Clearly choosing to wilfully ignore the controversy surrounding the introduction of micro-transactions to Payday 2, Tripwire Interactive has gone ahead and done just that with Steam Early Access title Killing Floor 2. Despite no mention of micro-transactions for customers who've bought the co-op shooter up until now, the next update will bring cosmetic items, payable with real cash through an in-game store called the Trading Floor.
Long-time fans are fuming, and it’s Very Positive rating on Steam is being hit by a torrent of negative reviews. The micro-transactions are just for weapon skins and cosmetic accessories, at least at the moment, and can be found inside crates or USB sticks in-game. Once you've picked either of these items up, you can purchase an encryption key which will unlock a randomised cosmetic item.
Most of the cosmetic content is player-made, so revenue will be split much like with Valve’s titles, with the content creators earning a 25% share of all revenue earned when their item is bought. As you’d expect some content is going to be rarer than others, boosting its price on the market.
I think Snake might be getting a bit carried away there when he called it 'pure unfiltered evil', but I love his sense of drama.
I’m not a huge fan of cosmetics personally so this is no skin off my back, but I can see why it would get many people angry. Where things get a whole lot more controversial, however, are in Tripwire’s future plans...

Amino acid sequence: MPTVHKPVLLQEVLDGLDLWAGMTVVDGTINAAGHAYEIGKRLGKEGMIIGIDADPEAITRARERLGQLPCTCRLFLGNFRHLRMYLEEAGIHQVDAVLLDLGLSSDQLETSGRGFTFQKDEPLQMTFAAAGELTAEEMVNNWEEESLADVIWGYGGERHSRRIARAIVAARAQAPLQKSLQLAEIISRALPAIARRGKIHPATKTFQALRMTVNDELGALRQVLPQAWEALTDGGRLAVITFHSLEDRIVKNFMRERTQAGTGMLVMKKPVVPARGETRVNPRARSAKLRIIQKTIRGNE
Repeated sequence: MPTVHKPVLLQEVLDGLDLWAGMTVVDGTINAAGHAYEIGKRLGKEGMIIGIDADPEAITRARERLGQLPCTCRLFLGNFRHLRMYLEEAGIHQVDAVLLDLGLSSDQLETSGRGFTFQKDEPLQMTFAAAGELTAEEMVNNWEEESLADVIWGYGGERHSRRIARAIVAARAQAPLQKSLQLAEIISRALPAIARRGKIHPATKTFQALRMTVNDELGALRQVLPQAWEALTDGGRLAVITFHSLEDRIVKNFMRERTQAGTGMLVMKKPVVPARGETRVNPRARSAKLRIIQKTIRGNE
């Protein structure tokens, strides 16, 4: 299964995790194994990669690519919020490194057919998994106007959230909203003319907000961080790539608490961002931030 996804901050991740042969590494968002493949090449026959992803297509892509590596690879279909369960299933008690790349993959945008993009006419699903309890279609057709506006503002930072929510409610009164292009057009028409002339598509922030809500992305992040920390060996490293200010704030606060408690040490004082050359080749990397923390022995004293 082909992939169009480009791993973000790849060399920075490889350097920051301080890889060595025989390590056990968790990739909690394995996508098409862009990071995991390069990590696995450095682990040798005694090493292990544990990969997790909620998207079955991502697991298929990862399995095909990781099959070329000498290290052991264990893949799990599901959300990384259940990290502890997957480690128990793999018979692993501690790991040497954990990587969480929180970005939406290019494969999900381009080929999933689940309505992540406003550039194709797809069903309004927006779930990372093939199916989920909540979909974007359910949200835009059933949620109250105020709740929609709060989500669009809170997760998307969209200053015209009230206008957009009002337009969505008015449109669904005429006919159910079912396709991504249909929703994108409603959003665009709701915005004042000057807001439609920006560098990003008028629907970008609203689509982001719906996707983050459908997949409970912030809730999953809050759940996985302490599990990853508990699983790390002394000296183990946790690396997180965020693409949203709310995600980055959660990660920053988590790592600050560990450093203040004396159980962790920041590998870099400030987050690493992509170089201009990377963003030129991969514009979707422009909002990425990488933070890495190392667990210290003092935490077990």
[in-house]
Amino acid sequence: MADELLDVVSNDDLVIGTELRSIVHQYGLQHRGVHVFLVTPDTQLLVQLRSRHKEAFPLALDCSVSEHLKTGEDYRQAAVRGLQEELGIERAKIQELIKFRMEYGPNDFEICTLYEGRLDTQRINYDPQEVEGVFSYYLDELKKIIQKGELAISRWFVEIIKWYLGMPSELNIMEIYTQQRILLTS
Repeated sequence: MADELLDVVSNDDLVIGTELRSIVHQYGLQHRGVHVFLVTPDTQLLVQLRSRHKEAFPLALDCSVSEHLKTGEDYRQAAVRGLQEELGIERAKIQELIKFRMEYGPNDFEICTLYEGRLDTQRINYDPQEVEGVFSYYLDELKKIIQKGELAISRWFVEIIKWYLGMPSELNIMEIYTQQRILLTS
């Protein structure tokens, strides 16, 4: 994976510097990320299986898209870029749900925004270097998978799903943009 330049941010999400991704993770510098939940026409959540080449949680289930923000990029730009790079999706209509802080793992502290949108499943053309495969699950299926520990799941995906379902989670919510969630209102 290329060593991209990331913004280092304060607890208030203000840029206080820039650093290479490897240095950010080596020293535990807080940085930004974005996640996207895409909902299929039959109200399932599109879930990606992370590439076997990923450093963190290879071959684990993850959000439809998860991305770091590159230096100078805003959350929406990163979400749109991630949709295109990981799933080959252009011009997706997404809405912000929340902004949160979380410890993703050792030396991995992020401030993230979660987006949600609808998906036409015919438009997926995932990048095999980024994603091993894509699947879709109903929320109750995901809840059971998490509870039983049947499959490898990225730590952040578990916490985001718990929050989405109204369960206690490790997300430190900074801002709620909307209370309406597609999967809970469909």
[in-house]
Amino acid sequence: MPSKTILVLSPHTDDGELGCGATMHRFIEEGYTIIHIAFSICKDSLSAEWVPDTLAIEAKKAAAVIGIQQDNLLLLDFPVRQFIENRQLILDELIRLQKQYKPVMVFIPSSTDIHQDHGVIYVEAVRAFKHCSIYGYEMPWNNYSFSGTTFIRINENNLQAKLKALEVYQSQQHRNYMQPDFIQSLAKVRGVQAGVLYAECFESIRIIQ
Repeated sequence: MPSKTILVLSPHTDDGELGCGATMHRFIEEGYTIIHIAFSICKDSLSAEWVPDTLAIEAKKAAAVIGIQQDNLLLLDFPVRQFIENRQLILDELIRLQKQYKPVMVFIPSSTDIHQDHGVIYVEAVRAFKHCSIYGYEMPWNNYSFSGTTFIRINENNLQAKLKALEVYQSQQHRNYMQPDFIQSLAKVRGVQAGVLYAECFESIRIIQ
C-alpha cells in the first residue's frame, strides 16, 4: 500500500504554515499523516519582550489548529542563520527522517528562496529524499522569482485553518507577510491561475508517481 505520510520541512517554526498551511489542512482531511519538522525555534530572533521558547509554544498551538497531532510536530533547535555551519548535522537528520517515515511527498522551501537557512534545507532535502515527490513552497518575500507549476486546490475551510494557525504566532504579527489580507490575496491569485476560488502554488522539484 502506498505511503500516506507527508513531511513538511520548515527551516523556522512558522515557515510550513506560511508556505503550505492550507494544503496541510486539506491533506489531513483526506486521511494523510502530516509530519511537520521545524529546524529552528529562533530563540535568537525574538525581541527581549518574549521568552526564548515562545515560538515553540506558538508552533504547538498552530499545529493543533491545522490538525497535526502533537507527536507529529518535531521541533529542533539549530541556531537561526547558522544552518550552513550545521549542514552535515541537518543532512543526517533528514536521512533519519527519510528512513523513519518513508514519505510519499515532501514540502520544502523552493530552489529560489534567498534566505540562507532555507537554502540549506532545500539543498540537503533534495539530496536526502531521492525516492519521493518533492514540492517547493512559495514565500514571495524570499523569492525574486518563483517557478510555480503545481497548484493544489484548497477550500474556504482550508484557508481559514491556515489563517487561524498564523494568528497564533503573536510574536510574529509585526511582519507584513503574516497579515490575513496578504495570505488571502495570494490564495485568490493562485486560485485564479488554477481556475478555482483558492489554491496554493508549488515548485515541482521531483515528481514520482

"All of the content added in Trading Floor at launch will be cosmetic only and not affect gameplay in any way," writes the developer. "In the future we may be adding weapons with new gameplay for sale, but this will appear in the 'Shared Content' area on the server. This means that, if any player on the server has a weapon, then every player on the server will be able to use it."
Once you start messing around with exclusive weapons and gameplay changing elements, this is where it gets a lot more contentious. It’s exactly how it backfired against Payday 2 developer Overkill, who recently added paid micro-transactions themselves.
What’s certainly clear is that Valve is encouraging this behaviour, so Killing Floor 2 and Payday 2 certainly won’t be the last we see of these systems. We’ve seen recently with Valve launching the Item Stores for Rust that it’s thinking of alternate ways to feed gamers additional user-created paid content, having been spectacularly rebuked during the Skyrim paid mods fiasco.
Do you buy cosmetic micro-transactions? Do you have any problems with them? Is this just Valve's attempt to integrate paid mods in a different way? Let us know what you think below!